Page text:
Pressure and Flow
For most sampling applications, the following information is sufficient in determining the type of pump to select:
If the required vacuum is not known, you will need to calculate the pressure drop from the sample point to the pump inlet. ADI can perform this calculation. What we need to know is the required flow rate, line distance and diameter, Gas composition and temperature and initial pressure at the sample point.
If the sample gas is venting to atmosphere downstream, then only the vacuum needs to be calculated. If the gas is returning to a flare or back to process, then the pump will probably require pressure to get there. Again, ADI can calculate this – however we will need to know the pressure at the return point.
Reading the Curves
If the pump is located close to the sample point and the downstream pressure required is 5 PSIG @ 6 LPM, then all we need to do is find a pump that will provide ≥ 6 LPM at this pressure. See below.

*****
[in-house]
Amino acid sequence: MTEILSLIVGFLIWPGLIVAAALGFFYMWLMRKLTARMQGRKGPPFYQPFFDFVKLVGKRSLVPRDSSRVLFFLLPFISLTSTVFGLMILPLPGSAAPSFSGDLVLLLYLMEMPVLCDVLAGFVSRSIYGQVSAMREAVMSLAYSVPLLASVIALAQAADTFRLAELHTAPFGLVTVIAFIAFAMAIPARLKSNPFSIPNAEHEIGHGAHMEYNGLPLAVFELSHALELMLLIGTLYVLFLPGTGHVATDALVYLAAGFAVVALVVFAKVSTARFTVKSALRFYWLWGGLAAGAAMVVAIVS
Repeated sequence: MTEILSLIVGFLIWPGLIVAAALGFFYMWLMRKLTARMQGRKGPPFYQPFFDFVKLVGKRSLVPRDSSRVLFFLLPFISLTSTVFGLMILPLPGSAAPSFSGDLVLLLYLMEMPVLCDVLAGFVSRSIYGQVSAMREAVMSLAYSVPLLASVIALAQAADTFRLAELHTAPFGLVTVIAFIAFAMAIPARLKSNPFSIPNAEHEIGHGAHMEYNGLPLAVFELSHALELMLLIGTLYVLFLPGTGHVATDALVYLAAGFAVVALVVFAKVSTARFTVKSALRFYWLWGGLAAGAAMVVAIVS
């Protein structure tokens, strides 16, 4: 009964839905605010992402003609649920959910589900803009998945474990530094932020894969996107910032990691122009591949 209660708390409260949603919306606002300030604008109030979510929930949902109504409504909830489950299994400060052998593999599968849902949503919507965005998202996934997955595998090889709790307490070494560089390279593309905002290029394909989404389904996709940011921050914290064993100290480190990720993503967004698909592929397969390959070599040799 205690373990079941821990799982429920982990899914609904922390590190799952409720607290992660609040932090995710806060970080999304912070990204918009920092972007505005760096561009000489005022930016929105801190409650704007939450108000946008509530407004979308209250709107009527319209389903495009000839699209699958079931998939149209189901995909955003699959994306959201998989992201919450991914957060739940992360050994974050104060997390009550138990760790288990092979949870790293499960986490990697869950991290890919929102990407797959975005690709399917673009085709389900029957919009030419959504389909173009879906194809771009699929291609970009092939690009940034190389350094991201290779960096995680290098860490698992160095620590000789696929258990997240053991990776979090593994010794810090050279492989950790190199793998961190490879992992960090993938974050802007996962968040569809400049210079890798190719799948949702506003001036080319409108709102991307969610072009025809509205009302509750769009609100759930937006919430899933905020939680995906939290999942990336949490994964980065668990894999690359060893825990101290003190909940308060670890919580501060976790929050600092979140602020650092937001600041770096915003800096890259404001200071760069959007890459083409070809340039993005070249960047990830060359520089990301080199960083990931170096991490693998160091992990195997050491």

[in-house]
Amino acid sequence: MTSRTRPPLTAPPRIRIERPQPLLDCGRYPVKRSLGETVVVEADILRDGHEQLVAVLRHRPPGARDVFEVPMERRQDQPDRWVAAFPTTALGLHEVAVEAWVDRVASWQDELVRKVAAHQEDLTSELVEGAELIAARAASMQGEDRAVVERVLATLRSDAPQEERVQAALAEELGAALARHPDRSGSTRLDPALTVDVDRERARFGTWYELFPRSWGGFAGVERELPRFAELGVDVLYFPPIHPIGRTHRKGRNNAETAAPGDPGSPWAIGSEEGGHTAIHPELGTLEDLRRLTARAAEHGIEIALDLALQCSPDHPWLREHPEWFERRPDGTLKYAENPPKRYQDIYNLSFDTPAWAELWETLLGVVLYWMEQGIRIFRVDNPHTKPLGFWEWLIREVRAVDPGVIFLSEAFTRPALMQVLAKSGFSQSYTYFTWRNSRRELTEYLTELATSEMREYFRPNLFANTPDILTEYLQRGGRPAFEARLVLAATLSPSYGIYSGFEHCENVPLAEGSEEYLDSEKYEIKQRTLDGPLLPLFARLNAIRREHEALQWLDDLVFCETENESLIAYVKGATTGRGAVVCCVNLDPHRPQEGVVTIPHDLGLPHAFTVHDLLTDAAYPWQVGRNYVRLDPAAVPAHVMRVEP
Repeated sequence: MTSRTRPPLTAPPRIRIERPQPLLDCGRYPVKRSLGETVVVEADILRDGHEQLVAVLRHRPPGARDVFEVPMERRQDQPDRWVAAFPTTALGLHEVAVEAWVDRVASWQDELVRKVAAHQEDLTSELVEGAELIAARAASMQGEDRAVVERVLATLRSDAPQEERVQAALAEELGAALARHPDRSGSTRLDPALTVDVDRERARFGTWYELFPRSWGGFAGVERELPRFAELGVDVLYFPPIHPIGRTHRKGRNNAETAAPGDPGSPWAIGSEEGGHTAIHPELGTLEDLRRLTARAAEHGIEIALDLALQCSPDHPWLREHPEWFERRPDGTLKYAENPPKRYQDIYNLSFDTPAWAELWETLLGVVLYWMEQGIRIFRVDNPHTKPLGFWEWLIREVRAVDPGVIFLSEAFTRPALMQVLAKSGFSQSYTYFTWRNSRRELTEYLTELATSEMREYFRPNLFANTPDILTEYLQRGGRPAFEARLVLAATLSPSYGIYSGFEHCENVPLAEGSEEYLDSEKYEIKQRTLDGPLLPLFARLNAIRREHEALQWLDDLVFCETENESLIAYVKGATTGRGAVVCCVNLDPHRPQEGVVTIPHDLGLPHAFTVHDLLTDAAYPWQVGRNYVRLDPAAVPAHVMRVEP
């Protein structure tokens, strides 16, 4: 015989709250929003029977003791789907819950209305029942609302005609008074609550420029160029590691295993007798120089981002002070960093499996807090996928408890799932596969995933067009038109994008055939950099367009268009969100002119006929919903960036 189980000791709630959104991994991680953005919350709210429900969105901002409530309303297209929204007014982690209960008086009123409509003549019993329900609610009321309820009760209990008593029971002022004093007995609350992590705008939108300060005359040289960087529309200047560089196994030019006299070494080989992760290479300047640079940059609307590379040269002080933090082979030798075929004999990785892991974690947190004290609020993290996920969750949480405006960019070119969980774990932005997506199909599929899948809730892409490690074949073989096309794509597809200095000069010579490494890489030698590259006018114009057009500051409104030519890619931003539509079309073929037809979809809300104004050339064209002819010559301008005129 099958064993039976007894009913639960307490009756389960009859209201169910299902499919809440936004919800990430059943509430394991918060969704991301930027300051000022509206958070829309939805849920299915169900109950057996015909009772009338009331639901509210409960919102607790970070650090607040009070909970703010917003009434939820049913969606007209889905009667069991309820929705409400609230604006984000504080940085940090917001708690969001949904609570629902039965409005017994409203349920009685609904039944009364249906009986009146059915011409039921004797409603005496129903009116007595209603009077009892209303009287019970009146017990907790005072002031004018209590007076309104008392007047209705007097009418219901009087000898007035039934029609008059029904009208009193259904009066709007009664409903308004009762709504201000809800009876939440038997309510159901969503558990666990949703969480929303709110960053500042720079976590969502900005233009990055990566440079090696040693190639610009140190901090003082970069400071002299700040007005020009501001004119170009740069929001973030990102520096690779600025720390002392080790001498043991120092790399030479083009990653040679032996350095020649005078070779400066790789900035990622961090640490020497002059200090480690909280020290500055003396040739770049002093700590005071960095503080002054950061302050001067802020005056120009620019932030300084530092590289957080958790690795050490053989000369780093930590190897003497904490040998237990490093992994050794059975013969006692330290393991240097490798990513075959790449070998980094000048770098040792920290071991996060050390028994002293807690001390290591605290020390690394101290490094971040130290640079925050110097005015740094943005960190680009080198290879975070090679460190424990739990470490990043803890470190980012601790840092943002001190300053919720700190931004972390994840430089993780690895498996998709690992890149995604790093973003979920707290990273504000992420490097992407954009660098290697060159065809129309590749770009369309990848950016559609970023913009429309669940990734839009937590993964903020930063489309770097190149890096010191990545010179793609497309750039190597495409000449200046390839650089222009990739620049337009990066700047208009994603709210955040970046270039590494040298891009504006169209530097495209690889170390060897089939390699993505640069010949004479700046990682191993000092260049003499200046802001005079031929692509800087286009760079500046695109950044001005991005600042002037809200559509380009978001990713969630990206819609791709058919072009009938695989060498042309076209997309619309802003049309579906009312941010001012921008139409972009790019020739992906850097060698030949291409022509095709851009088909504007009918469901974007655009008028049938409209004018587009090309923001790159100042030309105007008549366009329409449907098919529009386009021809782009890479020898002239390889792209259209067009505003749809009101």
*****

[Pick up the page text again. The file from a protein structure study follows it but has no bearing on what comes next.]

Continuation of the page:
Say an application requires a pump to pull through 200′ of 3/8″ sample line, flow to an analyzer, and then return to a process line 350′ away. In this case, the pump will be required to pull a vacuum on the inlet, provide flow to an analyzer, and provide positive pressure to the process line.
Combination Curve Example
In some cases, the process line may be under positive pressure when it reaches the pump inlet. If the gas sample must then be pushed back to a process line, a pump can be used to “boost” the pressure. When the pump inlet pressure exceeds 0 PSIG, the pump performance capabilities (in terms of discharge pressure and flow rate) can increase significantly. It is very important that under these circumstances specific calculations are done by ADI to avoid oversizing the pump; which can lead to premature diaphragm, bearing, and motor wear. The information we require in these applications (in addition to gas type and temperature) are pump inlet Pressure (PI) , Pump outlet Pressure (PO), and flow rate.